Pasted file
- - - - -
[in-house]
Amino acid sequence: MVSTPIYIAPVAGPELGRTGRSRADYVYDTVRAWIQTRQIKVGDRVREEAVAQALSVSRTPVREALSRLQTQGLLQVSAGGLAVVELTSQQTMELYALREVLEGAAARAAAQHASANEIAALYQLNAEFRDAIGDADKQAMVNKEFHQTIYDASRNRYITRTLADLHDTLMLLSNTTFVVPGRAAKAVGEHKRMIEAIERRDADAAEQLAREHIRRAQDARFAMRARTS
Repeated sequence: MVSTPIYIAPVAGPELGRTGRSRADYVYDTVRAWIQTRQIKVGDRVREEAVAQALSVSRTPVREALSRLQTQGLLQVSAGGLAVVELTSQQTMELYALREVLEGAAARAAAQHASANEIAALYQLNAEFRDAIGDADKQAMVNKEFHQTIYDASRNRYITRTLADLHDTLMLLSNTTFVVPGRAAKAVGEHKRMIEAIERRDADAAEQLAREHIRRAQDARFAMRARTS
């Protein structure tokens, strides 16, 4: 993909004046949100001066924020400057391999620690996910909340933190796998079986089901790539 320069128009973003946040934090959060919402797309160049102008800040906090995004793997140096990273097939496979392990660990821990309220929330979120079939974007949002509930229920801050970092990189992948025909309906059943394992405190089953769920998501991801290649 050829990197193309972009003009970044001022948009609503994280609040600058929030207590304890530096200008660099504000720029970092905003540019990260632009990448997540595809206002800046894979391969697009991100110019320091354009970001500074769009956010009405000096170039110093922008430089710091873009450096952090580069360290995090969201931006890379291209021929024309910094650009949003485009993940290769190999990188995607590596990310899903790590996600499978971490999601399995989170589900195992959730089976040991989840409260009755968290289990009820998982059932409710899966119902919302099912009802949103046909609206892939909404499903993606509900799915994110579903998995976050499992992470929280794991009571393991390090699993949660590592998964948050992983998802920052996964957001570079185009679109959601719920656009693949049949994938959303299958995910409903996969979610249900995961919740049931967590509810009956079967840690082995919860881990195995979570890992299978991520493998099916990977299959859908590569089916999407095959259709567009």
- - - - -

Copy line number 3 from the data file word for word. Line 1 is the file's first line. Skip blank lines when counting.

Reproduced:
Repeated sequence: MVSTPIYIAPVAGPELGRTGRSRADYVYDTVRAWIQTRQIKVGDRVREEAVAQALSVSRTPVREALSRLQTQGLLQVSAGGLAVVELTSQQTMELYALREVLEGAAARAAAQHASANEIAALYQLNAEFRDAIGDADKQAMVNKEFHQTIYDASRNRYITRTLADLHDTLMLLSNTTFVVPGRAAKAVGEHKRMIEAIERRDADAAEQLAREHIRRAQDARFAMRARTS